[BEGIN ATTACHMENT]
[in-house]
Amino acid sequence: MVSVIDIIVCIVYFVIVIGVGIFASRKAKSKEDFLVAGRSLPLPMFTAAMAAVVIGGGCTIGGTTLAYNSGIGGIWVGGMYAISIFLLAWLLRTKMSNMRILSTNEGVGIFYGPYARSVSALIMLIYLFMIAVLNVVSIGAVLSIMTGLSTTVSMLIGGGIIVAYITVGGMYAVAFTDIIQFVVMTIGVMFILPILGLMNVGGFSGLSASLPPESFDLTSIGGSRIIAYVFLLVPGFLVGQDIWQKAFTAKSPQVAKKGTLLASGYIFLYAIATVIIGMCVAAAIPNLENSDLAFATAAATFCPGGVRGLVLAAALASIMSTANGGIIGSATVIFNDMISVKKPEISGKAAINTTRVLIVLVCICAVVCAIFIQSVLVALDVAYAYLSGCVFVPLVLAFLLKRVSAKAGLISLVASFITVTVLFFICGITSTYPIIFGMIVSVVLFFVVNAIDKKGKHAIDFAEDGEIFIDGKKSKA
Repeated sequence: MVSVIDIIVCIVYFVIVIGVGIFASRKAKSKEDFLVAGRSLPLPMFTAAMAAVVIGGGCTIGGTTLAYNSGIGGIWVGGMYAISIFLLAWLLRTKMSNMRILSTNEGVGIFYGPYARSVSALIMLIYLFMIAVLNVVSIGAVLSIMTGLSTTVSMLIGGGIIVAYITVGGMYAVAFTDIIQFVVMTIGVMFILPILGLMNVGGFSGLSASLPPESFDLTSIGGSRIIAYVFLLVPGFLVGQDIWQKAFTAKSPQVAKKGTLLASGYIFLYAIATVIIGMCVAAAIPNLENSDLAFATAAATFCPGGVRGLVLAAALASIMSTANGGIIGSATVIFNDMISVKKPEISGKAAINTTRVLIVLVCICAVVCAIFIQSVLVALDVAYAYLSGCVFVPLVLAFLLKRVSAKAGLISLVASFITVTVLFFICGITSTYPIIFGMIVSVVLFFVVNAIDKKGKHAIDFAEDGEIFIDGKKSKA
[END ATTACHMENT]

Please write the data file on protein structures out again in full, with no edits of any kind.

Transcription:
[in-house]
Amino acid sequence: MVSVIDIIVCIVYFVIVIGVGIFASRKAKSKEDFLVAGRSLPLPMFTAAMAAVVIGGGCTIGGTTLAYNSGIGGIWVGGMYAISIFLLAWLLRTKMSNMRILSTNEGVGIFYGPYARSVSALIMLIYLFMIAVLNVVSIGAVLSIMTGLSTTVSMLIGGGIIVAYITVGGMYAVAFTDIIQFVVMTIGVMFILPILGLMNVGGFSGLSASLPPESFDLTSIGGSRIIAYVFLLVPGFLVGQDIWQKAFTAKSPQVAKKGTLLASGYIFLYAIATVIIGMCVAAAIPNLENSDLAFATAAATFCPGGVRGLVLAAALASIMSTANGGIIGSATVIFNDMISVKKPEISGKAAINTTRVLIVLVCICAVVCAIFIQSVLVALDVAYAYLSGCVFVPLVLAFLLKRVSAKAGLISLVASFITVTVLFFICGITSTYPIIFGMIVSVVLFFVVNAIDKKGKHAIDFAEDGEIFIDGKKSKA
Repeated sequence: MVSVIDIIVCIVYFVIVIGVGIFASRKAKSKEDFLVAGRSLPLPMFTAAMAAVVIGGGCTIGGTTLAYNSGIGGIWVGGMYAISIFLLAWLLRTKMSNMRILSTNEGVGIFYGPYARSVSALIMLIYLFMIAVLNVVSIGAVLSIMTGLSTTVSMLIGGGIIVAYITVGGMYAVAFTDIIQFVVMTIGVMFILPILGLMNVGGFSGLSASLPPESFDLTSIGGSRIIAYVFLLVPGFLVGQDIWQKAFTAKSPQVAKKGTLLASGYIFLYAIATVIIGMCVAAAIPNLENSDLAFATAAATFCPGGVRGLVLAAALASIMSTANGGIIGSATVIFNDMISVKKPEISGKAAINTTRVLIVLVCICAVVCAIFIQSVLVALDVAYAYLSGCVFVPLVLAFLLKRVSAKAGLISLVASFITVTVLFFICGITSTYPIIFGMIVSVVLFFVVNAIDKKGKHAIDFAEDGEIFIDGKKSKA